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ON FAITH & MEDIA View Comments

X-Men: First Class

By
Sr. Rose Pacatte, FSP
Source: AmericanCatholic.org

This latest installment in the Marvel comics-into-film “X-Men” franchise is one of the best of the four, so far, if not the best. It is, indeed, “first class.” Actually, the story is based on characters from the comic book series, rather than an actual comic. It is a prequel written by four people, based on a story by two others, including Bryan Singer, the entertainment virtuoso who directed “Superman Returns” (2006) and other notable films.

Usually too many writers spoil the plot, but in this case the collaboration worked. We learn how mutant Charles Xavier (James McEvoy) meets Raven (later Mystique played by Jennifer Lawrence), and how the CIA eventually recruits them, after a fashion. Xavier and Raven seek out others like themselves, who have unique superpowers and abilities, due to the exploitation of atomic energy. They gather for training to go up against other mutants who do not have the good of the world at heart.

While the story runs from about 1944 through 1962 where the “X-Men” team thwarts the Cuban Missile Crisis, rewriting history for those who enjoy fantasy speculation, the themes of self-acceptance, respect for others who are different, and empathy run throughout this film, as they do through the previous X-Men movies.

The moral or ethical tension in almost all comic book based films is dualistic: characters are good or bad, the choices are for good or evil. What I have always appreciated about the “X-Men” films is that they illustrate that morality is more than black and white, or a choice between two evils. It’s more complex. Here the characters consider consequences and while not all choices are good or even the best for the common  good, the characters struggle to do the right thing, and often do – which is why we like them.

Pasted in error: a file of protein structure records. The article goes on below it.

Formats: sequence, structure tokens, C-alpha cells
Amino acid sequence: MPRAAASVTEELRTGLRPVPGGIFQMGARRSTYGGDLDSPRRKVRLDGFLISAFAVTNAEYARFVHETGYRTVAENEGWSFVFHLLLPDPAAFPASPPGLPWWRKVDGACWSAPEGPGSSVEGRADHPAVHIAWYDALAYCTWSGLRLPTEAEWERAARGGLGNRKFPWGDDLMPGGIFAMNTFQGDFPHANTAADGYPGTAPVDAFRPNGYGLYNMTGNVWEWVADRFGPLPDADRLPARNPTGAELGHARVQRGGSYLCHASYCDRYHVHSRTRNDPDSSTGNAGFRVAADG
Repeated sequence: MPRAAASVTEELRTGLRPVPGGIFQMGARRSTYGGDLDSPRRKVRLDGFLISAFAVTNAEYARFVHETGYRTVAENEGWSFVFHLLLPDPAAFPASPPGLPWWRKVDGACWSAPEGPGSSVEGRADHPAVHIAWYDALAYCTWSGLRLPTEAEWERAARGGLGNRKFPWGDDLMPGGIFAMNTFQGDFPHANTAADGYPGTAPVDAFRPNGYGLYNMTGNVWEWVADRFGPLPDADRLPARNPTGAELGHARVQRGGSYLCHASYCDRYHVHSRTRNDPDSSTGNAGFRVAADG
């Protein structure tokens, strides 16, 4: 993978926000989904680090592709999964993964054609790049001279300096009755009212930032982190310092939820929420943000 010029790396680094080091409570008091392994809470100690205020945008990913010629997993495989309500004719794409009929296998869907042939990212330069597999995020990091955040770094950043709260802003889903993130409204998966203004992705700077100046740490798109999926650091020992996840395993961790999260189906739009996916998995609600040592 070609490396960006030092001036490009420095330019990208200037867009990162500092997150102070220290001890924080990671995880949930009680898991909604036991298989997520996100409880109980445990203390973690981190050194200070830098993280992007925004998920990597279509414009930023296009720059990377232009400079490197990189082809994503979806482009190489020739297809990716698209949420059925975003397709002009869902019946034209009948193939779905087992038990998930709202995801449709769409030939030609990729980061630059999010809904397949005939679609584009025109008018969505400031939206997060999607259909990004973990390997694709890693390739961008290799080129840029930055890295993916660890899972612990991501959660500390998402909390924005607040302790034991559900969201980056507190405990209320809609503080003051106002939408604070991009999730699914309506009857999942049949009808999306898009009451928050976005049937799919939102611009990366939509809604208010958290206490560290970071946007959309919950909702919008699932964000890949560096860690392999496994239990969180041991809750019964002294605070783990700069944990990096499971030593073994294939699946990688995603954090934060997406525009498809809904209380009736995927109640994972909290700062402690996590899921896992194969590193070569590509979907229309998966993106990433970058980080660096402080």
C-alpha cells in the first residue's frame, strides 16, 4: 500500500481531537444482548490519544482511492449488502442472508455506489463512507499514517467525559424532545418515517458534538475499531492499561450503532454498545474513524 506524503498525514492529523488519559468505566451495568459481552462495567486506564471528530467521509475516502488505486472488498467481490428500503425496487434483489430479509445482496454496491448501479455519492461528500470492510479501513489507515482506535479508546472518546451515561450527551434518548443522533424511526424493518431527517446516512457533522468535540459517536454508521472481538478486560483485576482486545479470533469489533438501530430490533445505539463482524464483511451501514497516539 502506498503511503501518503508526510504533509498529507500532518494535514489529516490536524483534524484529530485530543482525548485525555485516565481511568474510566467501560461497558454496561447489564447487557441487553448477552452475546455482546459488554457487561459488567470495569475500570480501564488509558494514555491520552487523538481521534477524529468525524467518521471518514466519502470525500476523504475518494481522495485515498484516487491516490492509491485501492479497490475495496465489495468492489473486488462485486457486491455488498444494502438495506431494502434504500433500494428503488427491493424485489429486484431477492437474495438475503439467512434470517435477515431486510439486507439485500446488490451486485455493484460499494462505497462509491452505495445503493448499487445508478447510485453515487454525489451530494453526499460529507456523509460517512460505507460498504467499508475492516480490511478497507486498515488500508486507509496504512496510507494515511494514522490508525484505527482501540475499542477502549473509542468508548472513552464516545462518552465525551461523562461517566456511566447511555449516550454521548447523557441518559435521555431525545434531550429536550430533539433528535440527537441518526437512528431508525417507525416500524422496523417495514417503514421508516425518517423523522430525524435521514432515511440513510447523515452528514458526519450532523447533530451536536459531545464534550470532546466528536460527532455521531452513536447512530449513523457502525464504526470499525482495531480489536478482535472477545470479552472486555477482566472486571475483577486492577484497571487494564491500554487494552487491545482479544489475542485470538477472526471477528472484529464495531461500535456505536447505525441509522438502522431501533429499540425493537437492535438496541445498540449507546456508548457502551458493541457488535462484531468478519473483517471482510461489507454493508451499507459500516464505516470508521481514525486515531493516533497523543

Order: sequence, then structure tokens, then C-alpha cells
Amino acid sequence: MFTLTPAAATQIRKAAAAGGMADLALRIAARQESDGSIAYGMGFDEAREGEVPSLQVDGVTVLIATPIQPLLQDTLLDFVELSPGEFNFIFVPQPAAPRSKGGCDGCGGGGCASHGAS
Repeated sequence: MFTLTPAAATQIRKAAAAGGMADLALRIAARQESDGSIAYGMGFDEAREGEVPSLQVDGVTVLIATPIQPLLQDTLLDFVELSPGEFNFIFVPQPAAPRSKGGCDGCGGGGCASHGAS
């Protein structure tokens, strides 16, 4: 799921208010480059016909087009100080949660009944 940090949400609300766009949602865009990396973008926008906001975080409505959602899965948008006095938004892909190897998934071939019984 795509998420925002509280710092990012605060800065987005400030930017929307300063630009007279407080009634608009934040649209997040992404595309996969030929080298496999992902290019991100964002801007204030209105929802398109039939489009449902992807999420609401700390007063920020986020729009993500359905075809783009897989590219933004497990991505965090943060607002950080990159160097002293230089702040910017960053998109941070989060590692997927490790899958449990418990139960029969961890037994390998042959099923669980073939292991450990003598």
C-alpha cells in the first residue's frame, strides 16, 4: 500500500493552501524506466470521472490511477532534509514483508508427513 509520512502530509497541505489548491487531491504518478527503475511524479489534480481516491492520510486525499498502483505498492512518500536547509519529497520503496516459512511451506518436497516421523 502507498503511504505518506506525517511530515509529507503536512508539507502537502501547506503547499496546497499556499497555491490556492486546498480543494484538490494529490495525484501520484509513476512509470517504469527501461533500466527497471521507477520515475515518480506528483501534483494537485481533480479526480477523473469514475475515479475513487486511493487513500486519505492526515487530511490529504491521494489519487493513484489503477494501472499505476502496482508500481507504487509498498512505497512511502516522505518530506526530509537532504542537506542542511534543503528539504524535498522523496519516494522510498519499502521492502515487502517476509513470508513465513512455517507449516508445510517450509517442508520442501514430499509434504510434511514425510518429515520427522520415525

There are bigger issues in this film, however, than the personal ones the characters deal with. Nuclear power, atomic energy, once unleashed, cannot be contained again except through the efforts of people with the political will to choose to do so. Documentaries, such as “Countdown to Zero” (2010), deals with the same issue in stark, unadorned terms.
Without spoiling of “X-Men: First Class”, the ending seems somewhat dualistic. However, it is an invitation to another prequel, and I think I’d like to see it when it comes out.


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Daniel Brottier: Daniel spent most of his life in the trenches—one way or another. 
<p>Born in France in 1876, Daniel was ordained in 1899 and began a teaching career. That didn’t satisfy him long. He wanted to use his zeal for the gospel far beyond the classroom. He joined the missionary Congregation of the Holy Spirit, which sent him to Senegal, West Africa. After eight years there, his health was suffering. He was forced to return to France, where he helped raise funds for the construction of a new cathedral in Senegal. </p><p>At the outbreak of World War I Daniel became a volunteer chaplain and spent four years at the front. He did not shrink from his duties. Indeed, he risked his life time and again in ministering to the suffering and dying. It was miraculous that he did not suffer a single wound during his 52 months in the heart of battle. </p><p>After the war he was invited to help establish a project for orphaned and abandoned children in a Paris suburb. He spent the final 13 years of his life there. He died in 1936 and was beatified by Pope John Paul II in Paris only 48 years later.</p> American Catholic Blog The simplest thing to do is to receive and accept that fact of our humanity gratefully and gracefully. We make mistakes. We forget. We get tired. But it is the Spirit who is leading us through this desert and the Spirit who remains with us there.


 
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